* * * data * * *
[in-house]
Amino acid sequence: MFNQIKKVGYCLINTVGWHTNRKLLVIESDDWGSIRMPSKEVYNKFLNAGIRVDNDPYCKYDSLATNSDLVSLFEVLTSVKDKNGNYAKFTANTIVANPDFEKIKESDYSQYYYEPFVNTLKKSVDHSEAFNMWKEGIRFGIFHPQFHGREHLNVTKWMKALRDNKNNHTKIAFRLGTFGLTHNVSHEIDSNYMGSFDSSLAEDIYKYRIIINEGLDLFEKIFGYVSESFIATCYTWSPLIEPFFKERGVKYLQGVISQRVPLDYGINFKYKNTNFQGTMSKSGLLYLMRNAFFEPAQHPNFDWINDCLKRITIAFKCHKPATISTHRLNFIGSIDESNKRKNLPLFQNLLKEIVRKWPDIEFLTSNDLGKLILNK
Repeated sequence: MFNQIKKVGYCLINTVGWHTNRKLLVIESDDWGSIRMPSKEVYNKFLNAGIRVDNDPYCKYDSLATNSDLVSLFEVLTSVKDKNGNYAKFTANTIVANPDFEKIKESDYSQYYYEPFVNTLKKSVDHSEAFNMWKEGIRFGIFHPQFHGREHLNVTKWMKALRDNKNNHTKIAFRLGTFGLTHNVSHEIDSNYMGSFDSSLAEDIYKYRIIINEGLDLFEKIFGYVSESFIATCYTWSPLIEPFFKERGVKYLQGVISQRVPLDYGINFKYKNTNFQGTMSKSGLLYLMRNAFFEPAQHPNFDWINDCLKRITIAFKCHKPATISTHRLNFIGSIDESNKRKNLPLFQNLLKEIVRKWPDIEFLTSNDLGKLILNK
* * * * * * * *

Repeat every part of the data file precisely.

[in-house]
Amino acid sequence: MFNQIKKVGYCLINTVGWHTNRKLLVIESDDWGSIRMPSKEVYNKFLNAGIRVDNDPYCKYDSLATNSDLVSLFEVLTSVKDKNGNYAKFTANTIVANPDFEKIKESDYSQYYYEPFVNTLKKSVDHSEAFNMWKEGIRFGIFHPQFHGREHLNVTKWMKALRDNKNNHTKIAFRLGTFGLTHNVSHEIDSNYMGSFDSSLAEDIYKYRIIINEGLDLFEKIFGYVSESFIATCYTWSPLIEPFFKERGVKYLQGVISQRVPLDYGINFKYKNTNFQGTMSKSGLLYLMRNAFFEPAQHPNFDWINDCLKRITIAFKCHKPATISTHRLNFIGSIDESNKRKNLPLFQNLLKEIVRKWPDIEFLTSNDLGKLILNK
Repeated sequence: MFNQIKKVGYCLINTVGWHTNRKLLVIESDDWGSIRMPSKEVYNKFLNAGIRVDNDPYCKYDSLATNSDLVSLFEVLTSVKDKNGNYAKFTANTIVANPDFEKIKESDYSQYYYEPFVNTLKKSVDHSEAFNMWKEGIRFGIFHPQFHGREHLNVTKWMKALRDNKNNHTKIAFRLGTFGLTHNVSHEIDSNYMGSFDSSLAEDIYKYRIIINEGLDLFEKIFGYVSESFIATCYTWSPLIEPFFKERGVKYLQGVISQRVPLDYGINFKYKNTNFQGTMSKSGLLYLMRNAFFEPAQHPNFDWINDCLKRITIAFKCHKPATISTHRLNFIGSIDESNKRKNLPLFQNLLKEIVRKWPDIEFLTSNDLGKLILNK